Students with parents who have health insurance can now stay on their plans until they are 26, thanks to the Affordable Care Act. But when young people strike out on their own as app developers, artists, therapists, graphic designers or any other kind of entrepreneur looking to buy their own insurance, they will discover California is still the Wild West.
Runaway hikes in health care premiums have slammed individuals and small businesses. Health insurance premiums in California have risen 185 percent since 2002 — five times faster than the rate of inflation. Recently, state regulators deemed $250 million in proposed rate hikes for individuals and small businesses “unreasonable,” but they had no power under state or federal law to stop them.
By law, we all have to buy health insurance, but nothing requires that health insurance be affordable. That guarantee is the missing piece of the Affordable Care Act. Proposition 45 gives California the power to reject excessive rate hikes and stop insurance company rip-offs, just like 35 other states have done.
Proposition 45 requires health insurance companies to open their books and justify rate hikes before raising rates on 6 million individuals and small businesses. It makes the elected insurance commissioner the umpire over whether rate hikes are excessive. It creates transparency and accountability, including requiring health insurance company CEOs to request permission for rate hikes under penalty of perjury.
State regulators with the power to veto rate hikes in Oregon, Connecticut and New York recently delivered big rate reductions to policyholders on their health exchanges. The state health exchange needs the same leverage for its 1.2 million enrollees. Prop. 45 also protects an additional 4.8 million individuals and small businesses that don’t get subsidies on the exchange and need rate relief even more. That’s why Senators Dianne Feinstein and Barbara Boxer back it.
It’s also why health insurance companies have unrolled a deceptive media campaign against Prop. 45 that is costing $37.5 million and counting. They’re hiding their exclusive bankrolling of the No on 45 effort in radio and TV ads by never saying that “health insurance companies” back the ads.
Surrogates such as the business club Bay Area Council, whose board includes health insurance CEOs from Kaiser and Blue Shield, don’t disclose they are paid or have financial ties to the industry. They pen opinion pieces making false claims that voters have to choose between a state bulk purchasing pool (Covered California) for 1.2 million consumers and rate regulation for a total of 6 million individuals and small businesses. Prop. 45 retains both and does nothing to diminish Covered California.
These surrogates allege that Prop. 45 will allow the insurance commissioner to interfere with your benefits or override rates set by the exchange. The claim is a scare tactic health insurance companies hope will distract voters from Prop 45’s rate relief. In truth, no federal or California state agency has the power to reject excessive rates so no decisions can be overridden.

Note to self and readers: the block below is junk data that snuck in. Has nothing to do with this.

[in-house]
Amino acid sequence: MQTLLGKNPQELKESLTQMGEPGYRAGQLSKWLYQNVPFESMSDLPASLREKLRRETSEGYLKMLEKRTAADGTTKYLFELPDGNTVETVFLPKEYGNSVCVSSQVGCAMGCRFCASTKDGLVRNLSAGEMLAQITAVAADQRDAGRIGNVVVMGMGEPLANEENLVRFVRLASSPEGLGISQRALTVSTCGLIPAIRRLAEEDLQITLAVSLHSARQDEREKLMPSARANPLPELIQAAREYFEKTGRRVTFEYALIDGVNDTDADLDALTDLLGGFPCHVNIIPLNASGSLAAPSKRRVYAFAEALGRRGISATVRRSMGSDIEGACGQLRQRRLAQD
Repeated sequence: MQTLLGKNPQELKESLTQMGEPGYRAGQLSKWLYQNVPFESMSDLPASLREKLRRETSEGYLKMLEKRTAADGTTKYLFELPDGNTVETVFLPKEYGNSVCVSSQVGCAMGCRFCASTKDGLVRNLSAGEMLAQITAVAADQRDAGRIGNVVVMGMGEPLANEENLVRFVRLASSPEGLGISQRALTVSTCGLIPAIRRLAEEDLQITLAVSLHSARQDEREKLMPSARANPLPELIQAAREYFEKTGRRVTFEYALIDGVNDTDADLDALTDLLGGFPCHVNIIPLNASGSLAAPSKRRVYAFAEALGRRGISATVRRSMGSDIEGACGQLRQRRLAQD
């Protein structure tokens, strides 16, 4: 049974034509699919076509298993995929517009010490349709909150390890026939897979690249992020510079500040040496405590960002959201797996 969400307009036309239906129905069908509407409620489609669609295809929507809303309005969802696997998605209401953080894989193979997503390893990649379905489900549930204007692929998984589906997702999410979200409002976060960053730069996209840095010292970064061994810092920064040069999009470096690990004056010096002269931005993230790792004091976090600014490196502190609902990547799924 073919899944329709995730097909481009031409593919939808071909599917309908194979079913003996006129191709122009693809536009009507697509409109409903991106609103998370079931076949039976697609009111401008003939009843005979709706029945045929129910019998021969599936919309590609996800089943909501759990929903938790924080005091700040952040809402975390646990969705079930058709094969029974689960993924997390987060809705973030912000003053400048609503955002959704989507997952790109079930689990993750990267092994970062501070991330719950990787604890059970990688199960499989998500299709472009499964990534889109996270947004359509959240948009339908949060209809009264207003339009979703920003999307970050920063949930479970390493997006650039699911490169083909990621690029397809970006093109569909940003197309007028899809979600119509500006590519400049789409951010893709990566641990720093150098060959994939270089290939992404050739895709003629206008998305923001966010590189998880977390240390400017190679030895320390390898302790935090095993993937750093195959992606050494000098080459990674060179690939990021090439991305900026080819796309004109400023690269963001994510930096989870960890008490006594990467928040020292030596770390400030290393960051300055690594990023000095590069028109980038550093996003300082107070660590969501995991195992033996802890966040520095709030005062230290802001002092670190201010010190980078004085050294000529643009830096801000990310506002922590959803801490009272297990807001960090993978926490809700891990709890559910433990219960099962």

The insurance companies also want us to believe that voluntary government negotiations can keep rates low. But how can the free market constrain health insurance company greed when just four companies control 94 percent of the market of the purchaser? Prop 45 creates rate regulation that will complement the purchasing of the exchange.
Health insurance companies need these false mouthpieces and misinformation because they know the public will support Prop 45 when they learn insurance companies oppose it and it will stop the health insurance ripoffs. Why else would health insurance companies be spending tens of millions to defeat Prop 45?
The health insurance industry’s claim that Prop 45 will give too much power to the insurance commissioner, while he takes millions in contributions from “special interests,” is especially ironic given that it is coming from the state’s highest-spending special interest. In truth, no elected insurance commissioner has taken a dime from insurers since 2002, as opposed to the governor and lawmakers who appoint the exchange’s board.
Prop 45 simply extends to health insurance rates the successful regulation for auto and home insurance that voters enacted in 1988. California drivers now pay less in real dollars for insurance than they did 25 years ago – the only state with such success.
Key to auto insurance reform’s success was not only creation of the office of elected insurance commissioner, directly accountable to the voters for lower rates, but also the same consumer participation system that applies to electricity rates. Consumers can challenge unreasonable auto, home and business insurance rate hikes. Since 2012, over $3 billion in proposed rate hikes have been stopped by consumer group challenges.
Rate relief has proved an undeniable consumer triumph for drivers. Those required to buy health insurance under federal law deserve the same protection. Health insurance companies gave $37.5 million to stop Prop 45 because they want consumers to remain at their mercy. Don’t let them.
Carmen Balber is Executive Director of Consumer Watchdog.